Katherine: Thank you for your comments.

  29. Semper Gumby says:

    Fr. Z, writing in 2019 on Archbishop Carroll’s “Prayer for Government”:

    “Fathers, you might want to have everyone pray this after Mass on major public holidays in these USA. This, and other prayers, are deeply needed.

    “The following prayer was composed by John Carroll, Archbishop of Baltimore, in 1791. He was the first bishop appointed for the United States in 1789 by Pope Pius VI. He was made the first archbishop when his see of Baltimore was elevated to the status of an archdiocese. John was a cousin of Charles Carroll of Maryland, a signer of the Declaration of Independence.”


    From a 2010 interview (republished in 2012) of Bradley Birzer, Hillsdale College history professor and Fellow of the Ronald Reagan Presidential Library. Birzer is the author of “American Cicero: The Life of Charles Carroll,” interviewed here by Carl Olson of Catholic World Report.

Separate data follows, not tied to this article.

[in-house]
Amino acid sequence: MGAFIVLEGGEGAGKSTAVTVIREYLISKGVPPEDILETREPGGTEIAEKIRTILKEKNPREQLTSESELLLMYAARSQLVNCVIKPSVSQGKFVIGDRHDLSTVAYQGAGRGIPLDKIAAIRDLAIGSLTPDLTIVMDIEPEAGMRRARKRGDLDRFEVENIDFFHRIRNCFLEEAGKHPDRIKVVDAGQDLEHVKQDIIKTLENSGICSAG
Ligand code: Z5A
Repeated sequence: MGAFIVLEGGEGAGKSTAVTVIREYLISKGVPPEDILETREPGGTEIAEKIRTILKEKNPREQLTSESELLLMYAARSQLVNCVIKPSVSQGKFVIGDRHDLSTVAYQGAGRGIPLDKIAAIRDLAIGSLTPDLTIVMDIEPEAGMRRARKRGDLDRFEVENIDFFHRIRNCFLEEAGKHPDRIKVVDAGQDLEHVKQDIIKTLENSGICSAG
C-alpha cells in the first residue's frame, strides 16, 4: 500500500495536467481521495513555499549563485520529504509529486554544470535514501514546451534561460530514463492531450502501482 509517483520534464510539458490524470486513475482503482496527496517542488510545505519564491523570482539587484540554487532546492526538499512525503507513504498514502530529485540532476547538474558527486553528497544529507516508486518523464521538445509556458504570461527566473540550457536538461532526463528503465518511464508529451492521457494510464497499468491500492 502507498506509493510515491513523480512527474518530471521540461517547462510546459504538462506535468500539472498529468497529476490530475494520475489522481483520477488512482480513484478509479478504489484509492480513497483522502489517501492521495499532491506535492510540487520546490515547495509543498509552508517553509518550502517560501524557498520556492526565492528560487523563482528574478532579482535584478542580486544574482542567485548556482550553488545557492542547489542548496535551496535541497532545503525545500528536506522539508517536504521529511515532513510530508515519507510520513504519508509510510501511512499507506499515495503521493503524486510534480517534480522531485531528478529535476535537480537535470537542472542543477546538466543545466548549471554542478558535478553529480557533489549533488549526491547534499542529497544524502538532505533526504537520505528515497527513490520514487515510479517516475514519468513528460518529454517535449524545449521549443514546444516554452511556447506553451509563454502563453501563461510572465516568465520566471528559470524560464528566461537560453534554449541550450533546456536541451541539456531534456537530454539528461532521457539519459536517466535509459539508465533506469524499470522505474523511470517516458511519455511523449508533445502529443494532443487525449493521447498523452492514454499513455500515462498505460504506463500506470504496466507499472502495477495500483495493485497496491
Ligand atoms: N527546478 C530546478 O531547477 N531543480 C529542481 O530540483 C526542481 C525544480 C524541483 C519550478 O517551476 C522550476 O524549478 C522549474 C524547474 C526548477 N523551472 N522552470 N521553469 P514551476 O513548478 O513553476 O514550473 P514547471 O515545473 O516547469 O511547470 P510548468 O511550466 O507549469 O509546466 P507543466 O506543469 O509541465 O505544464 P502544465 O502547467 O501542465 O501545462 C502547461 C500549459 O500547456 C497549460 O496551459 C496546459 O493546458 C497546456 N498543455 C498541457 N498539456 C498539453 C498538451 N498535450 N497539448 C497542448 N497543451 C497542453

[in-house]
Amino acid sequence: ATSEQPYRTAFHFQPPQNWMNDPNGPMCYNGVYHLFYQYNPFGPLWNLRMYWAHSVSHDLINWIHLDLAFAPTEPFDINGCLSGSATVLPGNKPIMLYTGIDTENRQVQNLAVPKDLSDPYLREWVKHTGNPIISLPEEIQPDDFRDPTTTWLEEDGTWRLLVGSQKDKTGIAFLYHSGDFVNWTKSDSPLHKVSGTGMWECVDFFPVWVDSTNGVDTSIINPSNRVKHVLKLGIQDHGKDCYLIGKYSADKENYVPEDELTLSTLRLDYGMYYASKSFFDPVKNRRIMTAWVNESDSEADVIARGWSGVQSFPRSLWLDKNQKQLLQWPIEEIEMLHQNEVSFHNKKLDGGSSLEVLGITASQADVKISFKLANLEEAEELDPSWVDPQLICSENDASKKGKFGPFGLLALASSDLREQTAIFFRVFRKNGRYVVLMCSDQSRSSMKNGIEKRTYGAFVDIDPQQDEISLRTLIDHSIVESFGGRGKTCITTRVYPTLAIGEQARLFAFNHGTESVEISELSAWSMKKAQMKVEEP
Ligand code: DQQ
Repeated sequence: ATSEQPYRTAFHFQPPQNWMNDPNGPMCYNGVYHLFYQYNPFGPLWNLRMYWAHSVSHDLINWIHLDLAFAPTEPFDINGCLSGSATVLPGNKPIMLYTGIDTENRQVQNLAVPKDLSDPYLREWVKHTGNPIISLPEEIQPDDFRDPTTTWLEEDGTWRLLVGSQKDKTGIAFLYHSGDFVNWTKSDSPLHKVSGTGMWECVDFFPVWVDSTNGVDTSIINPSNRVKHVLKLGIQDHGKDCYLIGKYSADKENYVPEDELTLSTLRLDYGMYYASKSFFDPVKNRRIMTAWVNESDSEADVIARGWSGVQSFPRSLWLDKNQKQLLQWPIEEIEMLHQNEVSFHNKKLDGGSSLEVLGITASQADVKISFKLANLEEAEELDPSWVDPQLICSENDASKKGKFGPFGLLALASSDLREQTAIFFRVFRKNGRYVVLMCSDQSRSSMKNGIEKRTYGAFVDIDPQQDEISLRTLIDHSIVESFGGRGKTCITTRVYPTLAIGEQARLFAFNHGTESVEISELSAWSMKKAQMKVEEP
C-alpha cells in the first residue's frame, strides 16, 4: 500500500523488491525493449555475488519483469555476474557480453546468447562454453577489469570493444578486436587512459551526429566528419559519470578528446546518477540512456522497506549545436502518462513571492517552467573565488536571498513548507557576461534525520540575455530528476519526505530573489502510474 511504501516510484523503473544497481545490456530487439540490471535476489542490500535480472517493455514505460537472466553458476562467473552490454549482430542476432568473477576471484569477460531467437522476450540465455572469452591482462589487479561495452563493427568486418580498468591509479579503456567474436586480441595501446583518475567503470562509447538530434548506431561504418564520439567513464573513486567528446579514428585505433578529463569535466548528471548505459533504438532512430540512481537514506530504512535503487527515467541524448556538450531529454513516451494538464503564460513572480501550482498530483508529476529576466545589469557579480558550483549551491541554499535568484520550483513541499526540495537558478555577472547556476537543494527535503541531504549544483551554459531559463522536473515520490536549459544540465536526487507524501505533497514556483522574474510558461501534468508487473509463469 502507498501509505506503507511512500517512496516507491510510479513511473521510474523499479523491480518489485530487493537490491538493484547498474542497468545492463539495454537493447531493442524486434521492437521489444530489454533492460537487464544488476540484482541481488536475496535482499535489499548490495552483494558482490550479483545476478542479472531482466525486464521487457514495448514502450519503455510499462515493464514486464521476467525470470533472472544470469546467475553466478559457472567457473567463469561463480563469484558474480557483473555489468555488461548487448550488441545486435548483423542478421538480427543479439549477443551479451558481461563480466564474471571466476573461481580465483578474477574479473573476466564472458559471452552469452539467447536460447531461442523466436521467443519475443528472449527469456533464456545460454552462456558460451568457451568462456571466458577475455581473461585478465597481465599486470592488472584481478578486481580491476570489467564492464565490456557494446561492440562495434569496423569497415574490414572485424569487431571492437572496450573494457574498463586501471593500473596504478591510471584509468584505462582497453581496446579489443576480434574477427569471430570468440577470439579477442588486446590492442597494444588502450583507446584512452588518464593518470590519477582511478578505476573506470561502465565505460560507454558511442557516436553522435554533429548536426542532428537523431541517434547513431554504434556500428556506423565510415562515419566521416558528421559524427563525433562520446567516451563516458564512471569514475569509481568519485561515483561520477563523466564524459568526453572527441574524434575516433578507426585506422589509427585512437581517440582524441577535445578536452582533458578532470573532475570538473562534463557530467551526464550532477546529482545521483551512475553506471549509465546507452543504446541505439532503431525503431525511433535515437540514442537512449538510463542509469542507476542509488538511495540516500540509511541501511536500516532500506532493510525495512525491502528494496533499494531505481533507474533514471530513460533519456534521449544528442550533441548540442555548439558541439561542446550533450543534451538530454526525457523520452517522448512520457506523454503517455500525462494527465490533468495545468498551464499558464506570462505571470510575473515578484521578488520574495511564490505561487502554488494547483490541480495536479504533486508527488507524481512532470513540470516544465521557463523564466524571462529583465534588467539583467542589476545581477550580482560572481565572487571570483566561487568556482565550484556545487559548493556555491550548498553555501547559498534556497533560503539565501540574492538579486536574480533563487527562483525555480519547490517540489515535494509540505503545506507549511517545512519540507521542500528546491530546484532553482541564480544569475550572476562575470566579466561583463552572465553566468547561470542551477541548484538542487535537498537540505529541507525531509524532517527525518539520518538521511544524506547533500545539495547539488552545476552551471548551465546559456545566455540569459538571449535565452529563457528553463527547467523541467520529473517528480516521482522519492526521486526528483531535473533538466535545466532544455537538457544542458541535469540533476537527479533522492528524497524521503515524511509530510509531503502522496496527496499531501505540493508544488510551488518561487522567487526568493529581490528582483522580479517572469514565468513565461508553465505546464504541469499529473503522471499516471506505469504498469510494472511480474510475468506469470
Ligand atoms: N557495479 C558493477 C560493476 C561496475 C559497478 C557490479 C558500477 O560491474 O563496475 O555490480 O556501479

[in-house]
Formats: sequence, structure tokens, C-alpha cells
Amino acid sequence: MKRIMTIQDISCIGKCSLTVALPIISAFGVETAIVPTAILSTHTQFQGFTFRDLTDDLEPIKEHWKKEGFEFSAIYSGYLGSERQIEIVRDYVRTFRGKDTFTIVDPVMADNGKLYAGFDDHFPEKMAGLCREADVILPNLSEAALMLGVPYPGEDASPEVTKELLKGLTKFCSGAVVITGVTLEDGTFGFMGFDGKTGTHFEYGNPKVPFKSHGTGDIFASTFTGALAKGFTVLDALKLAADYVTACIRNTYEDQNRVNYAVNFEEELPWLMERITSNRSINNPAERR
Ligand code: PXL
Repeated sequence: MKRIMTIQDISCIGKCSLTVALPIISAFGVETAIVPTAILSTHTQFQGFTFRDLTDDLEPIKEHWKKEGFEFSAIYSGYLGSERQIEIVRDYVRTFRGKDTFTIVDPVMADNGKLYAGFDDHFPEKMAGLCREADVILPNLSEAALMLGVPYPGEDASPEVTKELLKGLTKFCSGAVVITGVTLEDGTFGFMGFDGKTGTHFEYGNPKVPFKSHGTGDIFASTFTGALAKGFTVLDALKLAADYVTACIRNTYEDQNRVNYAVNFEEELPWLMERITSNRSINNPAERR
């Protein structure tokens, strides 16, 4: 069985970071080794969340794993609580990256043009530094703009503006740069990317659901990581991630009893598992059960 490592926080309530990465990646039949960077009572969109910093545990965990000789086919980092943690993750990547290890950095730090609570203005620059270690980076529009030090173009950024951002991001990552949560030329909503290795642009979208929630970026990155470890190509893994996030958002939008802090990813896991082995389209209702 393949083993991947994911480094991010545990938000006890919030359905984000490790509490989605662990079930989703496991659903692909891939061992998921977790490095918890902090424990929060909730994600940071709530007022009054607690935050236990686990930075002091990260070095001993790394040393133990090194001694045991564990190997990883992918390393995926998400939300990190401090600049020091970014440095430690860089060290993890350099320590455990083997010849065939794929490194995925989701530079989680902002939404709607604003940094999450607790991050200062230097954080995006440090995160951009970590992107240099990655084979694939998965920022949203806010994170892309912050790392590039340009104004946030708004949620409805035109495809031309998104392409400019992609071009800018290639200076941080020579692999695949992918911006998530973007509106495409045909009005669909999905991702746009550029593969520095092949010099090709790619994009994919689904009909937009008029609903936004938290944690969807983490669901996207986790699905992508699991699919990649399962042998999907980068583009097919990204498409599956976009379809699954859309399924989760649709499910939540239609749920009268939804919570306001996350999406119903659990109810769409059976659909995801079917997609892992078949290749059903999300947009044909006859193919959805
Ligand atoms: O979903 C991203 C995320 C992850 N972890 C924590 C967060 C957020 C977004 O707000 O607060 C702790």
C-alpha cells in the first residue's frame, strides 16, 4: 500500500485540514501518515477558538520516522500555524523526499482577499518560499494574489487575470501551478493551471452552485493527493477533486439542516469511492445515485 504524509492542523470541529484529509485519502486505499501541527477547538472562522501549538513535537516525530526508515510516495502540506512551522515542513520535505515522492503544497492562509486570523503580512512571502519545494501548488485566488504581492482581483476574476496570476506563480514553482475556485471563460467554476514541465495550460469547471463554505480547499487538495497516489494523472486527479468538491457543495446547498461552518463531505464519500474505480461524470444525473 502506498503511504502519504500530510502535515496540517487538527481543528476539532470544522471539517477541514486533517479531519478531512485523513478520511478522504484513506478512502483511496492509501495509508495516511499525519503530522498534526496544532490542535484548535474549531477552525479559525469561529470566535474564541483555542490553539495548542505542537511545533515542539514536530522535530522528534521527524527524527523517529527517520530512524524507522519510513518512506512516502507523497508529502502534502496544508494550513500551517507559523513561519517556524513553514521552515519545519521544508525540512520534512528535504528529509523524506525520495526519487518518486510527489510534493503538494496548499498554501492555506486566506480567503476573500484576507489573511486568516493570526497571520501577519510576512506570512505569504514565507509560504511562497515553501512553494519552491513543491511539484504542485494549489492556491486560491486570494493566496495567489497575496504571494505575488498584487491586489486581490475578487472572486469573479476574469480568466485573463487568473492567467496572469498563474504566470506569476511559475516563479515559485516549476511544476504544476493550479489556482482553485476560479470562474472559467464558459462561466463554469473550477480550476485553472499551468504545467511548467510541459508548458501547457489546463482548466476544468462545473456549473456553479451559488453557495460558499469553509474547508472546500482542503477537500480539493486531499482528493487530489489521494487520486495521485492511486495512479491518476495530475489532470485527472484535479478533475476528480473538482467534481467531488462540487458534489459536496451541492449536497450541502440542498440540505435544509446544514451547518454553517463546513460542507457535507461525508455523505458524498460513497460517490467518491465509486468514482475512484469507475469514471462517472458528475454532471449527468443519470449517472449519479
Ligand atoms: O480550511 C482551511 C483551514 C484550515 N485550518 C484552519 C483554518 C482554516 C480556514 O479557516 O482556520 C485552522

Bradley Birzer:

    “The founders, overall, greatly respected Cicero. Not only had he served as the last real bulwark against the encroachment of tyranny and empire in ancient Rome, but he represented the best a republic had to offer, then or now.”

    “As another close friend of mine, Thomas More and Shakespeare scholar, Stephen Smith, has argued in private conversation, “Cicero serves as a key to true reform and progress in the western world.” And, of course, Smith is right. We can’t even imagine St. Augustine, Petrarch, or Thomas More without the Ciceronian element. The same should be true of the American founding. To my mind, among the American founders, Charles Carroll best continued the Ciceronian legacy.”